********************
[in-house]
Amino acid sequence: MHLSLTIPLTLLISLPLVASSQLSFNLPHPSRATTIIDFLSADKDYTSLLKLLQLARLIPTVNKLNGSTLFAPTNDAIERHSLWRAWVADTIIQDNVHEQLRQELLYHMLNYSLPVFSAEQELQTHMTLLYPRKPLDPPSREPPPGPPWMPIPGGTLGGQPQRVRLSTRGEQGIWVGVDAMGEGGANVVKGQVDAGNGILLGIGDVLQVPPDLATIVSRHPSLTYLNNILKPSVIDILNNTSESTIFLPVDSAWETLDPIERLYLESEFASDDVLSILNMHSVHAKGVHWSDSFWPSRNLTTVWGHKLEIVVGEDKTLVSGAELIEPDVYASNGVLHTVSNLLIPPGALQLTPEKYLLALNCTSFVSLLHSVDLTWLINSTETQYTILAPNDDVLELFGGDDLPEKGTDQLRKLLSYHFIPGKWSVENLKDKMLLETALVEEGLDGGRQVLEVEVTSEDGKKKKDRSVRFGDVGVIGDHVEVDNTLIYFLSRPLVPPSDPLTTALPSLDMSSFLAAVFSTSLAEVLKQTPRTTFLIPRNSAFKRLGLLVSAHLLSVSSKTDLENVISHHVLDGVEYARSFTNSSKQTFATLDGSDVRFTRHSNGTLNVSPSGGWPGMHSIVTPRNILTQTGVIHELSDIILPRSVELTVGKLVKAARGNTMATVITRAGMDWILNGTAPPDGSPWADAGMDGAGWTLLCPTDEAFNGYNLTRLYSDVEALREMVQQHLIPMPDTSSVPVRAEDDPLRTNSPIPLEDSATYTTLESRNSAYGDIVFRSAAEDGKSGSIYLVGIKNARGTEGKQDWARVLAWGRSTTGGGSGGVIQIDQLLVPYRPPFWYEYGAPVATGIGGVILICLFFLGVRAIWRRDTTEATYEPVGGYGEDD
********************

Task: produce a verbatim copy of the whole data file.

[in-house]
Amino acid sequence: MHLSLTIPLTLLISLPLVASSQLSFNLPHPSRATTIIDFLSADKDYTSLLKLLQLARLIPTVNKLNGSTLFAPTNDAIERHSLWRAWVADTIIQDNVHEQLRQELLYHMLNYSLPVFSAEQELQTHMTLLYPRKPLDPPSREPPPGPPWMPIPGGTLGGQPQRVRLSTRGEQGIWVGVDAMGEGGANVVKGQVDAGNGILLGIGDVLQVPPDLATIVSRHPSLTYLNNILKPSVIDILNNTSESTIFLPVDSAWETLDPIERLYLESEFASDDVLSILNMHSVHAKGVHWSDSFWPSRNLTTVWGHKLEIVVGEDKTLVSGAELIEPDVYASNGVLHTVSNLLIPPGALQLTPEKYLLALNCTSFVSLLHSVDLTWLINSTETQYTILAPNDDVLELFGGDDLPEKGTDQLRKLLSYHFIPGKWSVENLKDKMLLETALVEEGLDGGRQVLEVEVTSEDGKKKKDRSVRFGDVGVIGDHVEVDNTLIYFLSRPLVPPSDPLTTALPSLDMSSFLAAVFSTSLAEVLKQTPRTTFLIPRNSAFKRLGLLVSAHLLSVSSKTDLENVISHHVLDGVEYARSFTNSSKQTFATLDGSDVRFTRHSNGTLNVSPSGGWPGMHSIVTPRNILTQTGVIHELSDIILPRSVELTVGKLVKAARGNTMATVITRAGMDWILNGTAPPDGSPWADAGMDGAGWTLLCPTDEAFNGYNLTRLYSDVEALREMVQQHLIPMPDTSSVPVRAEDDPLRTNSPIPLEDSATYTTLESRNSAYGDIVFRSAAEDGKSGSIYLVGIKNARGTEGKQDWARVLAWGRSTTGGGSGGVIQIDQLLVPYRPPFWYEYGAPVATGIGGVILICLFFLGVRAIWRRDTTEATYEPVGGYGEDD